Seven Islands Resort

John Burtch

John Burtch was the first to recognize the potential of the natural beauty to be found in the river and islands. In 1872 Burtch launched the steamer ‘Dolly Varden’,named after a Charles Dickens character. Burtch also built a small one-story plank hotel on the Island.

S.M. Hewings

In 1877 S.M. Hewings purchased the resort and launched the steamer ‘Gertie’, named for his daughter. In 1878 Mr Hewings turned the islands into a first class resort by constructing the Island House Hotel on Second Island.  This hotel was 144 feet long by 25 feet wide, including the veranda. The hotel featured a ballroom on the second floor.

Hewings also built a temporary dam, near the site of the current dam, made of stones
and logs. The top layers of the dam would be removed in the Spring to allow for the
flow of ice. This dam allowed for deeper water for boating. Hewings also had wooden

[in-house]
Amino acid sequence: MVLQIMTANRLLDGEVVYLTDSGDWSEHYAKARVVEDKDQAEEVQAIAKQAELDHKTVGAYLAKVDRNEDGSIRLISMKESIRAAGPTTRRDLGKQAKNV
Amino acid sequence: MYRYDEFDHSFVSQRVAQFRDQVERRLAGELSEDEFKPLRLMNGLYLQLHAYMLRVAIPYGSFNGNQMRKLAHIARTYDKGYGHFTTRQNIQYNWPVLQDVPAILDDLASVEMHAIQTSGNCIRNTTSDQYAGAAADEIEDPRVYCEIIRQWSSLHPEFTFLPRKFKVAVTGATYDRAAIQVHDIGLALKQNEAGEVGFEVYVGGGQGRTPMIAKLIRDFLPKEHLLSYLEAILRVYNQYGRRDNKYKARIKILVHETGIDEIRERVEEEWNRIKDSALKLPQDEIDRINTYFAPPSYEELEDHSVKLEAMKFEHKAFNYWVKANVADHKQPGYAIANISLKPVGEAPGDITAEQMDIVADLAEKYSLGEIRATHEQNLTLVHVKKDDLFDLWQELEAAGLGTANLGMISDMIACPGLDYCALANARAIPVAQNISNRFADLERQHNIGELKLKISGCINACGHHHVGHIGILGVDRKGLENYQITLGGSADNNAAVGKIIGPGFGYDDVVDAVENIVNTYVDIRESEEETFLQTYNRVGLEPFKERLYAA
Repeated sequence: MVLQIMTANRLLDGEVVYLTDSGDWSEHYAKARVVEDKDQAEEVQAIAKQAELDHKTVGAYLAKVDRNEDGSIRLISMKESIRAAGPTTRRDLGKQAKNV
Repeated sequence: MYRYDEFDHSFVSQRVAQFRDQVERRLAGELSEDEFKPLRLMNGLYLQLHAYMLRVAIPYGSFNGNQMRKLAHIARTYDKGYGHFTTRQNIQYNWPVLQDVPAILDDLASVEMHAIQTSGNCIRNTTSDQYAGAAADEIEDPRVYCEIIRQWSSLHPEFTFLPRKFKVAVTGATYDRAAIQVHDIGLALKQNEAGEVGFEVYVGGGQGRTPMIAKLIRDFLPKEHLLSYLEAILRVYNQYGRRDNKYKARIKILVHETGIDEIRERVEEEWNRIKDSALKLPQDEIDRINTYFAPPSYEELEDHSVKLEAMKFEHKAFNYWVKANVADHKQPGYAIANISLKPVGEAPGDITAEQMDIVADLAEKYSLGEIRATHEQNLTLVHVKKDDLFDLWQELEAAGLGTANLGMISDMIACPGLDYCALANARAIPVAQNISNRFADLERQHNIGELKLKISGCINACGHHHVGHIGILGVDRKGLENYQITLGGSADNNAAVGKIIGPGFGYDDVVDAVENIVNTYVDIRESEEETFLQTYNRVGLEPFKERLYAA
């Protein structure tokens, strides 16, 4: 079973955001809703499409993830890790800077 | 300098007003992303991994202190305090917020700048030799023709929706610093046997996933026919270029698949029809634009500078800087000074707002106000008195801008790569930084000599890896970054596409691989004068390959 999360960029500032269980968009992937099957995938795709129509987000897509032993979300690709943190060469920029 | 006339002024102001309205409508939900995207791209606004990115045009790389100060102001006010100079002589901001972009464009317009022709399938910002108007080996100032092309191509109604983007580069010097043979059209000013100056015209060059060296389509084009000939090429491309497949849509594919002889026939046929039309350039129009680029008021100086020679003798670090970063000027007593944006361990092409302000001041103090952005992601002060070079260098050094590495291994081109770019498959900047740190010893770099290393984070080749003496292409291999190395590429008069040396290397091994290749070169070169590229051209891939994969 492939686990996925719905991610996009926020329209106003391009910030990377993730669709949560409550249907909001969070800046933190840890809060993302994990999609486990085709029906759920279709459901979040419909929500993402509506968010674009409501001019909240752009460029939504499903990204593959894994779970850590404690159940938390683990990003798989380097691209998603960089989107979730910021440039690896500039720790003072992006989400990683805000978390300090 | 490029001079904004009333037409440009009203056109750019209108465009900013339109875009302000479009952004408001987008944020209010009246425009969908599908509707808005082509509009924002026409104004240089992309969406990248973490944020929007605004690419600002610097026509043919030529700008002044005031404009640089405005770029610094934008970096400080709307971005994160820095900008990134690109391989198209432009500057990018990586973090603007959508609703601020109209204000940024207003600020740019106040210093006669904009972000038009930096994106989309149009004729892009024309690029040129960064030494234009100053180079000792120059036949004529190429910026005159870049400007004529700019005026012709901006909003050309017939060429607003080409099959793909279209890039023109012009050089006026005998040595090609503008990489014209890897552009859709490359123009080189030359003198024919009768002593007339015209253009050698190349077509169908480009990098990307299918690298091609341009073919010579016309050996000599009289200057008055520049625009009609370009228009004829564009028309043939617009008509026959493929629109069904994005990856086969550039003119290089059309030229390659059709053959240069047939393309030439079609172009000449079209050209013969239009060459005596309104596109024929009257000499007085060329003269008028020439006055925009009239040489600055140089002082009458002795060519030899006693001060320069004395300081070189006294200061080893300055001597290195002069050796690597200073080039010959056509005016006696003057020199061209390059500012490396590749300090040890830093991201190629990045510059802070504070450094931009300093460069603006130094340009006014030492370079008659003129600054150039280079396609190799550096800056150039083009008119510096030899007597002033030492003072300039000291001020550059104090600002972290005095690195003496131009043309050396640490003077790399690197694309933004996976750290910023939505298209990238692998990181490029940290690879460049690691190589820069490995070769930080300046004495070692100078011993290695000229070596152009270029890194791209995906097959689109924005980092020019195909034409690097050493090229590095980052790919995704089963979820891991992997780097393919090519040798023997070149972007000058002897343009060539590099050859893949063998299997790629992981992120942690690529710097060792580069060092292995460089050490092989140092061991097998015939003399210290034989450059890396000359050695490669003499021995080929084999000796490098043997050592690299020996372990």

foot bridges to join some of the islands which were also take up in the winter to avoid
the river ice.

An 1880 account notes:

“Mr. Hewings, being a man of taste and means, is doing a great deal to add to the attractions of the vicinity, a spacious hall, beautiful little steamer, row-boats, bath-
houses, bathing-suits, hammocks, archery, croquet-grounds, swings,  rustic-seats, fountains, animal-parks, refreshment-stands, and everything for the pleasure and comfort of visitors, are provided. Beautiful camping-grounds with plenty of pure spring- water. No liquors sold on the grounds. There  is a fine mineral spring on one of the islands, said to possess curative properties of a high order, and invalids looking for a place to spend the hot months will find the Seven Islands offer superior inducements.”